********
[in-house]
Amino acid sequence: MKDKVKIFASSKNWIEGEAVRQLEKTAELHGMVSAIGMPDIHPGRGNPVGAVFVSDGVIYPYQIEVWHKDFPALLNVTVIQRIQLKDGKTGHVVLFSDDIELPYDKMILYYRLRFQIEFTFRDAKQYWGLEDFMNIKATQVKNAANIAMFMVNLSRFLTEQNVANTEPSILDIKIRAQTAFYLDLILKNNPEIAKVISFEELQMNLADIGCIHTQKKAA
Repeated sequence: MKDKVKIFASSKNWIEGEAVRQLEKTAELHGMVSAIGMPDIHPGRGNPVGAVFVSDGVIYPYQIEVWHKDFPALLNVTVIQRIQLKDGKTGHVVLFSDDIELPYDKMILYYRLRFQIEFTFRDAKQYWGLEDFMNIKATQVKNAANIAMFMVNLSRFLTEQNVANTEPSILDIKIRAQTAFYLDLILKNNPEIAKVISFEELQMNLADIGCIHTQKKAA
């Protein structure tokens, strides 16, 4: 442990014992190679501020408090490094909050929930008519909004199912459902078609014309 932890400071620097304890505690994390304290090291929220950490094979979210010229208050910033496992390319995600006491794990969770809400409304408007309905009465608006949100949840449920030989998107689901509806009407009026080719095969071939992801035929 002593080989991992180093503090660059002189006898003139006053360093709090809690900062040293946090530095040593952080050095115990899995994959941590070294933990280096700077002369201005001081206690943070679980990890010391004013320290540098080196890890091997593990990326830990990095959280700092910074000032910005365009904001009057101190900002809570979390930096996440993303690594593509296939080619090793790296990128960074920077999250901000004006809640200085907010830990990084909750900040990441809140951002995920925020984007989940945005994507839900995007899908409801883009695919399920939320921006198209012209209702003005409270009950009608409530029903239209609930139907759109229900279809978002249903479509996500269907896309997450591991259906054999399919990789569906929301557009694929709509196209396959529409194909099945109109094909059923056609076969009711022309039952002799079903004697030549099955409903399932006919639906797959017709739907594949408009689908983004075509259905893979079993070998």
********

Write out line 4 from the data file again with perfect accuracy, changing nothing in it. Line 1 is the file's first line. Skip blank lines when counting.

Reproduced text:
């Protein structure tokens, strides 16, 4: 442990014992190679501020408090490094909050929930008519909004199912459902078609014309 932890400071620097304890505690994390304290090291929220950490094979979210010229208050910033496992390319995600006491794990969770809400409304408007309905009465608006949100949840449920030989998107689901509806009407009026080719095969071939992801035929 002593080989991992180093503090660059002189006898003139006053360093709090809690900062040293946090530095040593952080050095115990899995994959941590070294933990280096700077002369201005001081206690943070679980990890010391004013320290540098080196890890091997593990990326830990990095959280700092910074000032910005365009904001009057101190900002809570979390930096996440993303690594593509296939080619090793790296990128960074920077999250901000004006809640200085907010830990990084909750900040990441809140951002995920925020984007989940945005994507839900995007899908409801883009695919399920939320921006198209012209209702003005409270009950009608409530029903239209609930139907759109229900279809978002249903479509996500269907896309997450591991259906054999399919990789569906929301557009694929709509196209396959529409194909099945109109094909059923056609076969009711022309039952002799079903004697030549099955409903399932006919639906797959017709739907594949408009689908983004075509259905893979079993070998």